CHRIS: I think Melissa will tell you we prefer talking about really terrible movies more than we do about poetry. But that’s a lie. We love to gossip about the lives of poets we know. Who doesn’t? Is that talking about poetry? I think it is. Middle-school locker-style.
How did you meet?
MELISSA: Oh my. A long story. I was his student when he was getting his MFA at Arizona State University. In fact, he was my very first poetry teacher. It wasn’t until two years later that we got together. Five weeks after that we eloped…on Halloween. At a shrine in Tucson for sinners. Then we got drunk and our friends, the three that were invited to the wedding, disappeared into our hotel room, ate our cake, and passed out in our bed. It’s like we were always meant to be parents.
CHRIS: In scandal. Or maybe, we ended up in scandal, eloping at the only shrine (that I know of) dedicated to a sinner—El Tiradito, “the castaway”—who fell into a tragic love triangle. Anyway, we met when I was an MFA student. Melissa was taking her first poetry workshop. I hardly noticed her, only saw that she wore long denim skirts and flip flops a lot of the time. Honestly, I thought she was Mormon. So when I met her again a couple of years later, dating my best friend, I wondered if he had converted to the Church of Latter Day Saints.
MELISSA: I might add, I never wore long denim skirts. Chris had a thing for virginal, marching band types, and he must have been unconsciously projecting some hopefulness onto me, his future wife. When we met, I was quite literally employed at Hooter’s. Take from that what you will. Oh, and I thought 27 year old Chris looked like Eddie Vedder. I still do, and that is why we are married today.
Describe each other’s poetic style.
CHRIS: Melissa is, just now, loss-obsessed. I would say that she, like so many poets right now, finds the elegy to be the genre that suits a shared sense of certain worlds, certain possibilities, closing down. Even as others, other democratic vistas, maybe, exuberantly open up. And even though she keeps personal griefs close to the chest, she’s able to transport some of their strange, heavy energy into these persona poems that are really moving. I think of Brenda Hillman’s Death Tractates existing in tandem with Bright Existence, the huge emotional gesture made between these two volumes. And I think Melissa’s poems now are working toward a similar, and similarly ambitious, sweep—recklessly gorgeous poems about lost brothers, suicides, and carnival sideshow animals. It’s all creepy and amazing.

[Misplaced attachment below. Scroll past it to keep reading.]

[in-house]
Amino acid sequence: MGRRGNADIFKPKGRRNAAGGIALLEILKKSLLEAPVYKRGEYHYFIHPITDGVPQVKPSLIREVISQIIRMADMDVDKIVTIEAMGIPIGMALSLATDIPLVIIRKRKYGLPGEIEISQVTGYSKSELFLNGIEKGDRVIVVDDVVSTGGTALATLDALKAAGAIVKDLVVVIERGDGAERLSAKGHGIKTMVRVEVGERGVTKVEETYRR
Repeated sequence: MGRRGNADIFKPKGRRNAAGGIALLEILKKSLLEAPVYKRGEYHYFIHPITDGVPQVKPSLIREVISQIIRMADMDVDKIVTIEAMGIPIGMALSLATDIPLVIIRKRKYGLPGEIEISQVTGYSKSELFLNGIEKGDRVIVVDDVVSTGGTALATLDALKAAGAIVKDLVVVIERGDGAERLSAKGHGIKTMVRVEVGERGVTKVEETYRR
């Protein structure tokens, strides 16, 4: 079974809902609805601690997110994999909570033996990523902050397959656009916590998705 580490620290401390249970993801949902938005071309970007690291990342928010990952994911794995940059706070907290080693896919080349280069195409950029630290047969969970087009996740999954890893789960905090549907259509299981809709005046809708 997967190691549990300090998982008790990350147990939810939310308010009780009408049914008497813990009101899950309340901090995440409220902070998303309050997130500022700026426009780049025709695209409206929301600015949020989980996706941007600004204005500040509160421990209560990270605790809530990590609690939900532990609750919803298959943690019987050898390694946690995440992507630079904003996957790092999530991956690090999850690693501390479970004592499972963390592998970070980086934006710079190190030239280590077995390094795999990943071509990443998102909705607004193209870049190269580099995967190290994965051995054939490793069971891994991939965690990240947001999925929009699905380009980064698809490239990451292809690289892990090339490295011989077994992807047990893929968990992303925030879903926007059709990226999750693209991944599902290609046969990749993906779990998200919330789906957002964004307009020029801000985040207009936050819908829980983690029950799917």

MELISSA: Chris is much more feral, sometimes vulgar, and comes up with crazy musical lines. He’s like a philosopher pit bull, if you will. We kind of collect stray dogs, so it’s no wonder. He also writes a lot of academic criticism, being a PhD candidate and all. Even his papers are like poetry, and for this I am jealous. I must admit.
There is a long colorful history of poet-couples. What are the challenging and enjoyable parts of being married to another writer/poet?
MELISSA: We say ridiculous things that maybe only the other can appreciate or even understand. We have something of a private language. Our daughter has learned it, enhanced it. She’s a very strange a magical person, and I like to give myself and Chris some credit for that.